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Mormon apostle Oaks: Religious freedom will trump threats
Dallin H. Oaks was a lawyer and a judge, rising to the lofty title of Utah Supreme Court justice.
That all changed in 1984 with his appointment as a Mormon apostle.
For three decades now, he has spent more time talking about Jesus than jurisprudence, writing sermons, not rulings, dissecting scriptures, not case law.
On Wednesday night, however, Oaks returned to his legal roots to deliver a major address at Utah Valley University's Center of Constitutional Studies in Orem on one of his favorite topics: religious freedom.
"It has been 30 years since I left the legal profession to assume my present duties," Oaks said. "The invitation to give the keynote address at this symposium on religious freedom calls me out of legal retirement to speak in a non-church forum. In this circumstance some will see me as a church authority, but on this occasion I do not speak of church doctrine. On a vital public issue, I speak in behalf of all religious people."
Oaks emphasized the need for religious liberty and free speech while warning of the threats to those constitutional rights.
He pointed to the backlash many Mormons faced for supporting California's now-discarded Proposition 8, which banned same-sex marriage in the Golden State, as well as the "bullying" that prompted Mozilla's top executive to step down for contributing $1,000 to that campaign.
"Some current theories assert that religious speech is less deserving of protection than other types of speech," Oaks said. "Without detailing the obvious, I merely maintain that our constitutional freedom of religion is intended to be guaranteed not only by the free exercise of religion but also by the companion guarantee of freedom of speech."
Here are more excerpts from Oaks' speech (a transcript is available on the LDS Church's newsroom website):
• "We live in a time of diminishing freedom of speech — not the formal free-speech doctrine declared by the United States Supreme Court, but the extent of free speech enjoyed by citizens in their daily lives. Ironically, this occurs at a time when technology has extended the impact of speech far beyond what could have been imagined even a few decades ago. But what kind of speech? I fear that free speech is diminishing as a result of the chilling effect of mostly invisible restraints, even censorship."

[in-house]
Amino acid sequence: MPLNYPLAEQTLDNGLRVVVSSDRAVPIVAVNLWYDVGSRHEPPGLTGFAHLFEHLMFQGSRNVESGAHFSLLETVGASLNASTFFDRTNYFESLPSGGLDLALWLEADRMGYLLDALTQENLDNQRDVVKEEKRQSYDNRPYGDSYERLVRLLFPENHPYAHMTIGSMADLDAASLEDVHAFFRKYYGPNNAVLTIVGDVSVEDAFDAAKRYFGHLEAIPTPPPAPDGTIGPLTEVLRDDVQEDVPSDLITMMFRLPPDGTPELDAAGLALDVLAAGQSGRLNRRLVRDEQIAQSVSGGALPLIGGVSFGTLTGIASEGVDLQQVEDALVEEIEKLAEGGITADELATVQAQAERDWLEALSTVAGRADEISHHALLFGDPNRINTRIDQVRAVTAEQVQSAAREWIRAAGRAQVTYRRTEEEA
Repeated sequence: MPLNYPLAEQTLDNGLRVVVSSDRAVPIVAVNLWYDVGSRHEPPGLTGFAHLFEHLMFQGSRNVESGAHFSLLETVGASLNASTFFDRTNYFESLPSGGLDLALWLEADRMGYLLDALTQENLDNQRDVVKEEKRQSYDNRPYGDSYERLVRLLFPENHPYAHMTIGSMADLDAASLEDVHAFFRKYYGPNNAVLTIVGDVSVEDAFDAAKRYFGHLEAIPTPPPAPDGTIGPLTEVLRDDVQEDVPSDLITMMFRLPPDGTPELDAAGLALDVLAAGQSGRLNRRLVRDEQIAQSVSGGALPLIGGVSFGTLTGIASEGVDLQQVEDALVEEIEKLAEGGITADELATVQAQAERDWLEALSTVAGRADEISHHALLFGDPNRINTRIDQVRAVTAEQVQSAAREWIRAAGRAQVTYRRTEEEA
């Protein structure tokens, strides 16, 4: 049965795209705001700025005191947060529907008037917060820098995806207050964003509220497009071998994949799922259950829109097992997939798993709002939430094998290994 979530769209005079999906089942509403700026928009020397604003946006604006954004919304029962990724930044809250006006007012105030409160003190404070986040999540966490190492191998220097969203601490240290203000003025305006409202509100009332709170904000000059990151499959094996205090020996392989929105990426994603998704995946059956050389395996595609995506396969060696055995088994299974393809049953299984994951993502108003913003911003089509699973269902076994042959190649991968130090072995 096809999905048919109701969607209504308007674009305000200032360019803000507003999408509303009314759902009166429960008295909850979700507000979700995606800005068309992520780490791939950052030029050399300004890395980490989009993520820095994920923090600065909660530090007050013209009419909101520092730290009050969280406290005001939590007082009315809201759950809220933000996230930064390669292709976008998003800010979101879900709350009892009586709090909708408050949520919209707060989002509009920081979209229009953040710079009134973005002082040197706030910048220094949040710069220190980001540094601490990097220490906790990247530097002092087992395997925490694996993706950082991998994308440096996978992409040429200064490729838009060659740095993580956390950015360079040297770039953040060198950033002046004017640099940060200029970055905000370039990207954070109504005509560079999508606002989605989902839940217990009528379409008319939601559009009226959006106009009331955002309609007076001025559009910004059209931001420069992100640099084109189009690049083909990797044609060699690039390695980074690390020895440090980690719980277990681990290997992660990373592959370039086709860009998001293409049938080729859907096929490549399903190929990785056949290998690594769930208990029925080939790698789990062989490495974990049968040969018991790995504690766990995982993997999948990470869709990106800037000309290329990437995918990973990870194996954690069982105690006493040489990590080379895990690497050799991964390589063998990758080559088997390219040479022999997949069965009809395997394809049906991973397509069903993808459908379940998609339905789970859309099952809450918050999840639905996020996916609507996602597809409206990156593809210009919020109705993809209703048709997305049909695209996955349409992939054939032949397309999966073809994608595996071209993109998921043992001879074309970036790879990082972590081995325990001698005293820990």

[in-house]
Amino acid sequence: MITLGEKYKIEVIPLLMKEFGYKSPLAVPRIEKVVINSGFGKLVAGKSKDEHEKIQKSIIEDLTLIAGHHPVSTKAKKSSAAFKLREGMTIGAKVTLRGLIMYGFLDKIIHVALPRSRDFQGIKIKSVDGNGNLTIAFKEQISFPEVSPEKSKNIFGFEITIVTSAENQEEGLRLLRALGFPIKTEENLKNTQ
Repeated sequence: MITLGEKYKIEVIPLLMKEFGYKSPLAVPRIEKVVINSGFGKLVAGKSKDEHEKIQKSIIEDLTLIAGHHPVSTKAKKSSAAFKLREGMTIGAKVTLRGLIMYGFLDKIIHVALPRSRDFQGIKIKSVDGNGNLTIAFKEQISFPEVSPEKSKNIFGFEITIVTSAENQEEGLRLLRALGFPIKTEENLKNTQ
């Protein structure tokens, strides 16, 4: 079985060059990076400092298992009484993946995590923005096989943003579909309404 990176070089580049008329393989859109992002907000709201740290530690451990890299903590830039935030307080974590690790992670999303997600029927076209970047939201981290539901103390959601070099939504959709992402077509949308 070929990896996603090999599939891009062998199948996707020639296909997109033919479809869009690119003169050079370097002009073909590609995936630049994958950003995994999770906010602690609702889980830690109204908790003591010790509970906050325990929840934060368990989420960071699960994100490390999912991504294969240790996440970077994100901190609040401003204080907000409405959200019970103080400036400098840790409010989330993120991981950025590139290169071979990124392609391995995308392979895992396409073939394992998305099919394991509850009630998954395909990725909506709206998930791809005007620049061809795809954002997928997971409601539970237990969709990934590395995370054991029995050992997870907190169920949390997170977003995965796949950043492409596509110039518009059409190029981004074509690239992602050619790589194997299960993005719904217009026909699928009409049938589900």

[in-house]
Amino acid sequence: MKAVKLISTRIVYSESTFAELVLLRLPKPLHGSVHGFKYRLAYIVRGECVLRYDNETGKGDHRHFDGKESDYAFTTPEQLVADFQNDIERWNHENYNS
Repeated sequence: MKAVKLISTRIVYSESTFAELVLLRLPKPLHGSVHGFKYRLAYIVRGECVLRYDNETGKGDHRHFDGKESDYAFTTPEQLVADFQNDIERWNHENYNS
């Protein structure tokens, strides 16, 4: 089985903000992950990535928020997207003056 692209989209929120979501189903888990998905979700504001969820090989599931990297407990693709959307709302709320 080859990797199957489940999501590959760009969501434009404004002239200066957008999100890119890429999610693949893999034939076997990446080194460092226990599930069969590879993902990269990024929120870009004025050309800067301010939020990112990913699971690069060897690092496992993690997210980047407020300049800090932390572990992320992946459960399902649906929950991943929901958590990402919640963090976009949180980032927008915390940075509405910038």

• "Accusations of bigotry or animus leveled at those who promote an adverse position have a chilling effect on speech and public debate on many important issues. Both freedom of speech and freedom of religion are jeopardized when their advocates are disparaged as being motivated by hatred. ... It surely demeans free speech to reject it in a public setting because of the assumed motives of the speaker. The same result follows if speech is disqualified according to stereotypes affixed to the speaker."
• "We all have a vital interest in religion because religious belief in right and wrong is fundamental to producing the needed voluntary compliance by a large number of our citizens."
Oaks voiced "reasons for hope" that free speech and the free exercise of religious motives, religious speech and religious organizations would prevail "in the long run," partly because more and more citizens and groups are raising their voices against any threats to these concepts.
He also expressed optimism that contending parties would resolve their differences.
"In this country we have a history of tolerant diversity — not perfect but mostly effective at allowing persons with competing visions to live together in peace," Oaks said. " ... Court contests will continue. Some decisions will help the effort of long-term conciliation and some will aggravate it. But in the long run, we have reason to hope that the guarantees and system of government established in our inspired Constitution will see us through these controversies as with others in times past."